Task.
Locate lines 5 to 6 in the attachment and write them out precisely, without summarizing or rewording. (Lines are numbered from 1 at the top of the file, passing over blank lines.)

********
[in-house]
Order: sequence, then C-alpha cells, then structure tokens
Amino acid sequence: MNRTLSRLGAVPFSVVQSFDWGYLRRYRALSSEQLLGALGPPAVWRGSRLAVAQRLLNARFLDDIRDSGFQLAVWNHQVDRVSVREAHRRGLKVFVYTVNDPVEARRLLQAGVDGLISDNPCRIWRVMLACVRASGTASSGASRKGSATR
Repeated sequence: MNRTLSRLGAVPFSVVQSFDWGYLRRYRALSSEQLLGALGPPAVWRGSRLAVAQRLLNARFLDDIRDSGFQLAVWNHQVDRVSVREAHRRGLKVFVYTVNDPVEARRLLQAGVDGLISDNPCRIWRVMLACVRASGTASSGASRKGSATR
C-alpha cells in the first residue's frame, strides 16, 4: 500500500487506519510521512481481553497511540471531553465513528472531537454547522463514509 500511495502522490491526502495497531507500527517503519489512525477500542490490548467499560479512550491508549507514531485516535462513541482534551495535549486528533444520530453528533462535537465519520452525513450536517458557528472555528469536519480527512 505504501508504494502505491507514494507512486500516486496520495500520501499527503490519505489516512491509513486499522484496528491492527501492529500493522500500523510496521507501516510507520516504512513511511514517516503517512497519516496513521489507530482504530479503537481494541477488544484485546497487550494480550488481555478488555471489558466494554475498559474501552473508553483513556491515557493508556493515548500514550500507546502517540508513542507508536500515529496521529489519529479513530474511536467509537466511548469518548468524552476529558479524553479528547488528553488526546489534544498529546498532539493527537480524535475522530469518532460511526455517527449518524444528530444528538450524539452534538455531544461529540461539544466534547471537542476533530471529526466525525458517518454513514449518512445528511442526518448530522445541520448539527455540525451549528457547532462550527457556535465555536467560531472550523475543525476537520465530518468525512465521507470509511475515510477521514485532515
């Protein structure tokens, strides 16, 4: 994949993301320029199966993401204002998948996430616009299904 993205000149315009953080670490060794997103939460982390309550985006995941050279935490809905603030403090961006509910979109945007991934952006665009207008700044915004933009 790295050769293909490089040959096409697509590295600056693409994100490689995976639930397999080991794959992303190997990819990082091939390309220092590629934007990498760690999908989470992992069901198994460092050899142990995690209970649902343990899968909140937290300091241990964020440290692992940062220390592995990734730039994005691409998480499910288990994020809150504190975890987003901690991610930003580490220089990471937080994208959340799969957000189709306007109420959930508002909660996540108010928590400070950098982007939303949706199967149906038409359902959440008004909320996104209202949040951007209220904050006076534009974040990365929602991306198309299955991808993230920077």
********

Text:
C-alpha cells in the first residue's frame, strides 16, 4: 500500500487506519510521512481481553497511540471531553465513528472531537454547522463514509 500511495502522490491526502495497531507500527517503519489512525477500542490490548467499560479512550491508549507514531485516535462513541482534551495535549486528533444520530453528533462535537465519520452525513450536517458557528472555528469536519480527512 505504501508504494502505491507514494507512486500516486496520495500520501499527503490519505489516512491509513486499522484496528491492527501492529500493522500500523510496521507501516510507520516504512513511511514517516503517512497519516496513521489507530482504530479503537481494541477488544484485546497487550494480550488481555478488555471489558466494554475498559474501552473508553483513556491515557493508556493515548500514550500507546502517540508513542507508536500515529496521529489519529479513530474511536467509537466511548469518548468524552476529558479524553479528547488528553488526546489534544498529546498532539493527537480524535475522530469518532460511526455517527449518524444528530444528538450524539452534538455531544461529540461539544466534547471537542476533530471529526466525525458517518454513514449518512445528511442526518448530522445541520448539527455540525451549528457547532462550527457556535465555536467560531472550523475543525476537520465530518468525512465521507470509511475515510477521514485532515
């Protein structure tokens, strides 16, 4: 994949993301320029199966993401204002998948996430616009299904 993205000149315009953080670490060794997103939460982390309550985006995941050279935490809905603030403090961006509910979109945007991934952006665009207008700044915004933009 790295050769293909490089040959096409697509590295600056693409994100490689995976639930397999080991794959992303190997990819990082091939390309220092590629934007990498760690999908989470992992069901198994460092050899142990995690209970649902343990899968909140937290300091241990964020440290692992940062220390592995990734730039994005691409998480499910288990994020809150504190975890987003901690991610930003580490220089990471937080994208959340799969957000189709306007109420959930508002909660996540108010928590400070950098982007939303949706199967149906038409359902959440008004909320996104209202949040951007209220904050006076534009974040990365929602991306198309299955991808993230920077």